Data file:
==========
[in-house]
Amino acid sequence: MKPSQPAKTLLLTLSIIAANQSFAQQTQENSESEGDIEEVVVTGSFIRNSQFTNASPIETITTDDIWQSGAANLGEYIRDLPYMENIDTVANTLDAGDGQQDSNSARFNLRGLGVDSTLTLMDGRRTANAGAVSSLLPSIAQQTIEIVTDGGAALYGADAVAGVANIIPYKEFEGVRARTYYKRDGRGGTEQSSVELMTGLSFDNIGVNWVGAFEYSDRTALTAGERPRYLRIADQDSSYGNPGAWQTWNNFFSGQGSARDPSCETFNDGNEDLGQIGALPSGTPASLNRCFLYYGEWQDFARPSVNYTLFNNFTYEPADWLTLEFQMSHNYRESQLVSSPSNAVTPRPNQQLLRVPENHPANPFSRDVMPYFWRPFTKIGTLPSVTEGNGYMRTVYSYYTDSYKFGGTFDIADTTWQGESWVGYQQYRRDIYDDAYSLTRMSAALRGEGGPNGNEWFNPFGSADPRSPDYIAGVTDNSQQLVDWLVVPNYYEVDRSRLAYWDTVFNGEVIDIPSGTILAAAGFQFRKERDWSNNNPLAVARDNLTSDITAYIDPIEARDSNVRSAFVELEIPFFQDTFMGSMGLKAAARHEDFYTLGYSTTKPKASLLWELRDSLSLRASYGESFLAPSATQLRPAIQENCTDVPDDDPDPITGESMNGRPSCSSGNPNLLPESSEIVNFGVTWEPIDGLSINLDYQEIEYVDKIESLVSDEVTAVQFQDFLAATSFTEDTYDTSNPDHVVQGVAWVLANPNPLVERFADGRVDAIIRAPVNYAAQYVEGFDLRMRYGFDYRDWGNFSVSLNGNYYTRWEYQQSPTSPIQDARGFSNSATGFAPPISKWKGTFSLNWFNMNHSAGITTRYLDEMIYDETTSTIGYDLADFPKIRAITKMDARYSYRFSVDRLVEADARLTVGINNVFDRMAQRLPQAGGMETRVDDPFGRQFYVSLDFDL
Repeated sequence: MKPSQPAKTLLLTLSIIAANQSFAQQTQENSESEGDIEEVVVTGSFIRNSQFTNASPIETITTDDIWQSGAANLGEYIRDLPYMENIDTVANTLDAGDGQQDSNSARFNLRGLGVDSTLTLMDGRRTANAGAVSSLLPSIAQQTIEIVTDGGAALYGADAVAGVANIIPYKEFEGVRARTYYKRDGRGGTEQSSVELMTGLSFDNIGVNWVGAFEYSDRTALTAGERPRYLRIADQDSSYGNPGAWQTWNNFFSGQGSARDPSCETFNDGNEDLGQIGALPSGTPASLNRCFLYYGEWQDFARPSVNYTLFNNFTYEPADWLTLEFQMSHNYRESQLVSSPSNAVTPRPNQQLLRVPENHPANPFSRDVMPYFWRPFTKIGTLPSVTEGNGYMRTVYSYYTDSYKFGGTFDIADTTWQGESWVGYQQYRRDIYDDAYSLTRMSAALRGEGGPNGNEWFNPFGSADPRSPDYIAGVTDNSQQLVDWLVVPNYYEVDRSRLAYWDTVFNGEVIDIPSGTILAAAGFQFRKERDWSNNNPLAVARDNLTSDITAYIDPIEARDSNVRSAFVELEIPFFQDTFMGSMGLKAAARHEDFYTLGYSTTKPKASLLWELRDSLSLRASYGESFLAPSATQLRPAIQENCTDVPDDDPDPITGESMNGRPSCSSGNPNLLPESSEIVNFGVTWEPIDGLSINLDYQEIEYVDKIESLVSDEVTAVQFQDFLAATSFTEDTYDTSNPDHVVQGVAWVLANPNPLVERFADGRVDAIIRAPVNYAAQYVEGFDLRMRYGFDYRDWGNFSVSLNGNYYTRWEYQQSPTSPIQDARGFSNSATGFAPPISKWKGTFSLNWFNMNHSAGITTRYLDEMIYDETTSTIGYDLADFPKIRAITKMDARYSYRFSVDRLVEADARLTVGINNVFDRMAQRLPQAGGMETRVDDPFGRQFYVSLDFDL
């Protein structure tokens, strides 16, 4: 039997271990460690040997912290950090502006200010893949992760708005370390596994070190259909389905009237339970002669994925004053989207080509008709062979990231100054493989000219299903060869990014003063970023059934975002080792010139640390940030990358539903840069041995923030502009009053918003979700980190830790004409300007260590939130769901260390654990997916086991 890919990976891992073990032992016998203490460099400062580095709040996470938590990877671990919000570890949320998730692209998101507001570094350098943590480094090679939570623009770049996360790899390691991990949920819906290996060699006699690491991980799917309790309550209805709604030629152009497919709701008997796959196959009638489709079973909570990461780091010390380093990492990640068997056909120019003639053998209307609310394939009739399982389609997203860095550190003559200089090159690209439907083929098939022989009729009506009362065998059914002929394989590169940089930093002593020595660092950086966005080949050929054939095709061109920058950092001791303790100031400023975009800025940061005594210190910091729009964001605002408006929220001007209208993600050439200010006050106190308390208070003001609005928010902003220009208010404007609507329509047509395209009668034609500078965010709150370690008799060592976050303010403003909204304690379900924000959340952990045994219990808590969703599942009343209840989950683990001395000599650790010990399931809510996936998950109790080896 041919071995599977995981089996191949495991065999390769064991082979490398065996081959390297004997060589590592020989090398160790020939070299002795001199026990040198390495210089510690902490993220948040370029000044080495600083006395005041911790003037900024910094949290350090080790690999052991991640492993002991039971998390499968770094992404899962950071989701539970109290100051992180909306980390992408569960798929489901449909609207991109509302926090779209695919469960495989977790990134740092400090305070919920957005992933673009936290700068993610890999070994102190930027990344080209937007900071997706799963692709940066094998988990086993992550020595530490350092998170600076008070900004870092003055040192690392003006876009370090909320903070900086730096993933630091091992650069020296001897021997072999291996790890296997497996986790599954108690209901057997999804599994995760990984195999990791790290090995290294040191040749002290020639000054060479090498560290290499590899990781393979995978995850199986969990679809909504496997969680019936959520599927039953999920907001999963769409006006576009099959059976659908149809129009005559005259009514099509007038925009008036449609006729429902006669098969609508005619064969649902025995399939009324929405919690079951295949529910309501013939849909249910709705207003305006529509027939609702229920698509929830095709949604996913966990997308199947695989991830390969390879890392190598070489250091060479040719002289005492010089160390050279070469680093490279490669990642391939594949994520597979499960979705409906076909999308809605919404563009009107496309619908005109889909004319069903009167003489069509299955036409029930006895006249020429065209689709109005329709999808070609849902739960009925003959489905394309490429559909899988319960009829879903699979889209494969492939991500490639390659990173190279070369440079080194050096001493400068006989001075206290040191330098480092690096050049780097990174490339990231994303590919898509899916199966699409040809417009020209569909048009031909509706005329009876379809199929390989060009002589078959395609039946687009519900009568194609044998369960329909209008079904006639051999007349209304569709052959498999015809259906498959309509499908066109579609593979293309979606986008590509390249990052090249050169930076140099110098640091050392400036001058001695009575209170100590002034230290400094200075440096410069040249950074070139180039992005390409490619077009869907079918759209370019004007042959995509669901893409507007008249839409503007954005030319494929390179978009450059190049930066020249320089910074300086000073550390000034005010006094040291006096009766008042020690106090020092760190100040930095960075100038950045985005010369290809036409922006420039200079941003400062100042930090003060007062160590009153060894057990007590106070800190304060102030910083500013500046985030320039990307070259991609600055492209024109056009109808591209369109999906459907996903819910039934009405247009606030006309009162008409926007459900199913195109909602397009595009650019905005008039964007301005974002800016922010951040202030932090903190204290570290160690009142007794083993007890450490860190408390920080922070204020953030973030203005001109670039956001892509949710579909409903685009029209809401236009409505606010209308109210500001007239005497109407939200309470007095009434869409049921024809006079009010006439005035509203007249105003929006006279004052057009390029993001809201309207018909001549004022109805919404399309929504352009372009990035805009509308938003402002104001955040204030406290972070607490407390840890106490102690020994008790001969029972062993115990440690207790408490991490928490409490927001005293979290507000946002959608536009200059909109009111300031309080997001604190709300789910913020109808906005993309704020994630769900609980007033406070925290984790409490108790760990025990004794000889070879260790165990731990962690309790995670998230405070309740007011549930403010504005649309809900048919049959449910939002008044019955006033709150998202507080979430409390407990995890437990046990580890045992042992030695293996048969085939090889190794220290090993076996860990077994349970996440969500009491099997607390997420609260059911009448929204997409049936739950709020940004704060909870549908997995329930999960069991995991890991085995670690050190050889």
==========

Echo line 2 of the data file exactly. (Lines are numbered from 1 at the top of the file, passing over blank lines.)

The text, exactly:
Amino acid sequence: MKPSQPAKTLLLTLSIIAANQSFAQQTQENSESEGDIEEVVVTGSFIRNSQFTNASPIETITTDDIWQSGAANLGEYIRDLPYMENIDTVANTLDAGDGQQDSNSARFNLRGLGVDSTLTLMDGRRTANAGAVSSLLPSIAQQTIEIVTDGGAALYGADAVAGVANIIPYKEFEGVRARTYYKRDGRGGTEQSSVELMTGLSFDNIGVNWVGAFEYSDRTALTAGERPRYLRIADQDSSYGNPGAWQTWNNFFSGQGSARDPSCETFNDGNEDLGQIGALPSGTPASLNRCFLYYGEWQDFARPSVNYTLFNNFTYEPADWLTLEFQMSHNYRESQLVSSPSNAVTPRPNQQLLRVPENHPANPFSRDVMPYFWRPFTKIGTLPSVTEGNGYMRTVYSYYTDSYKFGGTFDIADTTWQGESWVGYQQYRRDIYDDAYSLTRMSAALRGEGGPNGNEWFNPFGSADPRSPDYIAGVTDNSQQLVDWLVVPNYYEVDRSRLAYWDTVFNGEVIDIPSGTILAAAGFQFRKERDWSNNNPLAVARDNLTSDITAYIDPIEARDSNVRSAFVELEIPFFQDTFMGSMGLKAAARHEDFYTLGYSTTKPKASLLWELRDSLSLRASYGESFLAPSATQLRPAIQENCTDVPDDDPDPITGESMNGRPSCSSGNPNLLPESSEIVNFGVTWEPIDGLSINLDYQEIEYVDKIESLVSDEVTAVQFQDFLAATSFTEDTYDTSNPDHVVQGVAWVLANPNPLVERFADGRVDAIIRAPVNYAAQYVEGFDLRMRYGFDYRDWGNFSVSLNGNYYTRWEYQQSPTSPIQDARGFSNSATGFAPPISKWKGTFSLNWFNMNHSAGITTRYLDEMIYDETTSTIGYDLADFPKIRAITKMDARYSYRFSVDRLVEADARLTVGINNVFDRMAQRLPQAGGMETRVDDPFGRQFYVSLDFDL